Memorandum of Conversation, by Mr. Milton Barall of the Office of South American Affairs
|Participants:||Mario Rodríguez, Minister Counselor, Chilean Embassy|
|Mr. Bernbaum, Officer in Charge, NWC, OSA|
|Mr. Barall, Chile Desk Office, OSA|
Mr. Bernbaum explained that certain Latin American nations were being invited to negotiate bilaterally with the United States, under the terms of the Mutual Security Act of 19511 which allotted $38 millions for furthering hemispheric defense. He pointed out that while other countries were also being approached, their names were still secret and that the Ambassadors had not been called in since the visit of a series of Ambassadors would have aroused undesirable speculative interest in this matter. Mr. Bernbaum stated that the actual approach to the Chilean Government would be made through our Embassy in Santiago and that the purpose of this conversation was to keep the Chilean Embassy in Washington abreast of developments. Upon receipt of a favorable reply from the Chilean Government, the American Ambassador in Chile would be ready to begin negotiations immediately. He would be assisted by a general or flag officer, and other officers of the armed forces, who could be dispatched from the United States immediately. At such time as it was agreed to negotiate, public announcement could be made.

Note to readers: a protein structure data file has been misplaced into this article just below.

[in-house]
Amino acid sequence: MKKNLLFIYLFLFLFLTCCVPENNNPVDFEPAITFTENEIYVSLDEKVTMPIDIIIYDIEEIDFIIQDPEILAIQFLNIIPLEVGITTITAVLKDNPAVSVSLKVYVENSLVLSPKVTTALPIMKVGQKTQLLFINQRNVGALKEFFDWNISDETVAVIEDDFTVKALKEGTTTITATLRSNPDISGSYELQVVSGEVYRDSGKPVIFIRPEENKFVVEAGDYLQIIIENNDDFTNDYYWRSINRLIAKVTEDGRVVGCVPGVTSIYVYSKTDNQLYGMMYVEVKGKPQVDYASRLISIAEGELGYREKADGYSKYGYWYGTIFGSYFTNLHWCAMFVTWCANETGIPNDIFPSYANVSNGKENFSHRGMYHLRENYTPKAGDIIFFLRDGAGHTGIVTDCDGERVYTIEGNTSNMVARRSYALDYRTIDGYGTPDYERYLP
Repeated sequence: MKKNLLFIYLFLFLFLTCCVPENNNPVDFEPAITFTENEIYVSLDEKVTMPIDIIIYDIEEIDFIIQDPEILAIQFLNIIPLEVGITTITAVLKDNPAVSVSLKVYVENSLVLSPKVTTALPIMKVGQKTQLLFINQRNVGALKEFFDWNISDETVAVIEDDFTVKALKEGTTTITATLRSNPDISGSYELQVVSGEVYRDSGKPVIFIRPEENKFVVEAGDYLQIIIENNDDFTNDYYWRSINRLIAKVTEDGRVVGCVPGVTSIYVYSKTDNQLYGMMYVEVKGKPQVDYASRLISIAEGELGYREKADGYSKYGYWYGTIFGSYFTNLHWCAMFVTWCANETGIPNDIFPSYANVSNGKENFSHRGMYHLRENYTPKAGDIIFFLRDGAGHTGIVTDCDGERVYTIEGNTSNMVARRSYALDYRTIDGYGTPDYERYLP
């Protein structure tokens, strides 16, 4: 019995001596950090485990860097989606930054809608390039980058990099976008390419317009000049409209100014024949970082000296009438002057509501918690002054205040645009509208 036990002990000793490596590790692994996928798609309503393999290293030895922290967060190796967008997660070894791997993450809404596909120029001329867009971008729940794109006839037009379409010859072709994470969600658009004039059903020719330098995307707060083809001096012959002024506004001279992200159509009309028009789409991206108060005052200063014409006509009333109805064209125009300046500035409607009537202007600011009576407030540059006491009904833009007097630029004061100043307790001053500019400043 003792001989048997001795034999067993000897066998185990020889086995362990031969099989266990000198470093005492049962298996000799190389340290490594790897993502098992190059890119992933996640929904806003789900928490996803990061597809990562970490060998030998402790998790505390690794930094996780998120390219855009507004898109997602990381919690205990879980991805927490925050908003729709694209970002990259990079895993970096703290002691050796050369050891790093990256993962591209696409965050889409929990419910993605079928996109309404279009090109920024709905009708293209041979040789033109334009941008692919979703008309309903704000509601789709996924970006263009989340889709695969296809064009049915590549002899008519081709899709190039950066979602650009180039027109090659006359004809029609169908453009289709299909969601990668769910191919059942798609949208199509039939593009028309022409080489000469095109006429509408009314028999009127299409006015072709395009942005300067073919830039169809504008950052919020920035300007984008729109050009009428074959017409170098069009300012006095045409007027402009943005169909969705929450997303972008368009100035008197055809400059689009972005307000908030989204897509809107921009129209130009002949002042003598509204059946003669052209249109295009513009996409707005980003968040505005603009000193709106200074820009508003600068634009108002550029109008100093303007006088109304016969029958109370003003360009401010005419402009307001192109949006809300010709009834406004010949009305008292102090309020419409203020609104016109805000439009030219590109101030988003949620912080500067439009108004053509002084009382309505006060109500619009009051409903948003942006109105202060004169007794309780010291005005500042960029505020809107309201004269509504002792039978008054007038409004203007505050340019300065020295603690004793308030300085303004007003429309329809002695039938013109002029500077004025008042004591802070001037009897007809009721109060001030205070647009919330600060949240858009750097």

Mr. Rodriguez expressed pleasure at being informed of developments and stated that his government had been wondering how the Mutual Security Act would be implemented. He mentioned the fact that the Chilean Constitution required Congressional approval before sending troops abroad or before permitting foreign troops to be stationed on Chilean soil. Therefore, he was of the opinion that any agreement reached would have to be submitted to the Chilean legislature for ratification. He also pointed out that the Chileans very firmly regard the Straits of Magellan as national waters and that if the United States contemplated joint protection of the Straits by Chile and Argentina this would certainly meet with a great deal of opposition [Page 1290]in Chile. Mr. Rodríguez said he would inform his government that the approach would be made through the Foreign Office.2
- For text of the Mutual Security Act (Public Law 165), approved October 10, 1951, see 65 Stat. 373.↩
- In telegram 319, from Santiago, December 22, 1951, not printed, Ambassador Bowers informed the Department of State that he had left an aide-mémoire with the Chilean Foreign Minister inquiring whether the Chilean Government wished’ to enter into bilateral negotiations for a mutual security agreement (725.5–MSP/12–2251). The Chilean Government accepted the invitation, and the negotiations began on January 21, 1952 (725.5-MSP/1–2152).↩